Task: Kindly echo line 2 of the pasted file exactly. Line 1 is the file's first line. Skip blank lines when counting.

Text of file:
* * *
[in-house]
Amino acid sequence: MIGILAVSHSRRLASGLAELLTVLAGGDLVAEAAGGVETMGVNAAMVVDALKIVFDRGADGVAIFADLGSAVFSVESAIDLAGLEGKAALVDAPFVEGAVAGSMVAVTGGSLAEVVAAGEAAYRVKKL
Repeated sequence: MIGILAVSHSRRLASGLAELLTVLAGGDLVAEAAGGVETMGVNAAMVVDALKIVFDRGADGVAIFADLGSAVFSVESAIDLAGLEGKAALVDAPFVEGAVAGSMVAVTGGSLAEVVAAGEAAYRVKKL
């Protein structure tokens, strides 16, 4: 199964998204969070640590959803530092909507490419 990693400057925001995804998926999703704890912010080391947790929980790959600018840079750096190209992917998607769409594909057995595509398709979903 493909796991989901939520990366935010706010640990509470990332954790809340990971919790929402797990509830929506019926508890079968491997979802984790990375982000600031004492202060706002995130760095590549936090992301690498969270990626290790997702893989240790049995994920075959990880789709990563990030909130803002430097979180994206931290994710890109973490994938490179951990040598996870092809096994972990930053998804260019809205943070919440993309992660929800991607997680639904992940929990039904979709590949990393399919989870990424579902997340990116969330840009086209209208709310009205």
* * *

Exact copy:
Amino acid sequence: MIGILAVSHSRRLASGLAELLTVLAGGDLVAEAAGGVETMGVNAAMVVDALKIVFDRGADGVAIFADLGSAVFSVESAIDLAGLEGKAALVDAPFVEGAVAGSMVAVTGGSLAEVVAAGEAAYRVKKL